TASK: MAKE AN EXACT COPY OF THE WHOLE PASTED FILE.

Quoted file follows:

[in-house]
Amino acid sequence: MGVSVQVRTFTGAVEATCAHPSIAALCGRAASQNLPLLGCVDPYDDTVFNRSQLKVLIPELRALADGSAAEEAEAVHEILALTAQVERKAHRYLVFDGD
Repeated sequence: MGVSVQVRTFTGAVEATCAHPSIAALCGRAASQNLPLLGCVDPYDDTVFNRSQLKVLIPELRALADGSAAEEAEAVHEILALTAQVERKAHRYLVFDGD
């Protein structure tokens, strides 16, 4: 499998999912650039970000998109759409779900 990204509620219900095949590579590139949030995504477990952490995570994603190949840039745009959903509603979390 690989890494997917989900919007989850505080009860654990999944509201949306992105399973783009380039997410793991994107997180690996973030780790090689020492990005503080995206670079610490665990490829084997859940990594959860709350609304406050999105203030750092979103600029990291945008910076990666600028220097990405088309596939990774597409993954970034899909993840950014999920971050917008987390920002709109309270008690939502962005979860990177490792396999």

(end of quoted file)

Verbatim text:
[in-house]
Amino acid sequence: MGVSVQVRTFTGAVEATCAHPSIAALCGRAASQNLPLLGCVDPYDDTVFNRSQLKVLIPELRALADGSAAEEAEAVHEILALTAQVERKAHRYLVFDGD
Repeated sequence: MGVSVQVRTFTGAVEATCAHPSIAALCGRAASQNLPLLGCVDPYDDTVFNRSQLKVLIPELRALADGSAAEEAEAVHEILALTAQVERKAHRYLVFDGD
């Protein structure tokens, strides 16, 4: 499998999912650039970000998109759409779900 990204509620219900095949590579590139949030995504477990952490995570994603190949840039745009959903509603979390 690989890494997917989900919007989850505080009860654990999944509201949306992105399973783009380039997410793991994107997180690996973030780790090689020492990005503080995206670079610490665990490829084997859940990594959860709350609304406050999105203030750092979103600029990291945008910076990666600028220097990405088309596939990774597409993954970034899909993840950014999920971050917008987390920002709109309270008690939502962005979860990177490792396999």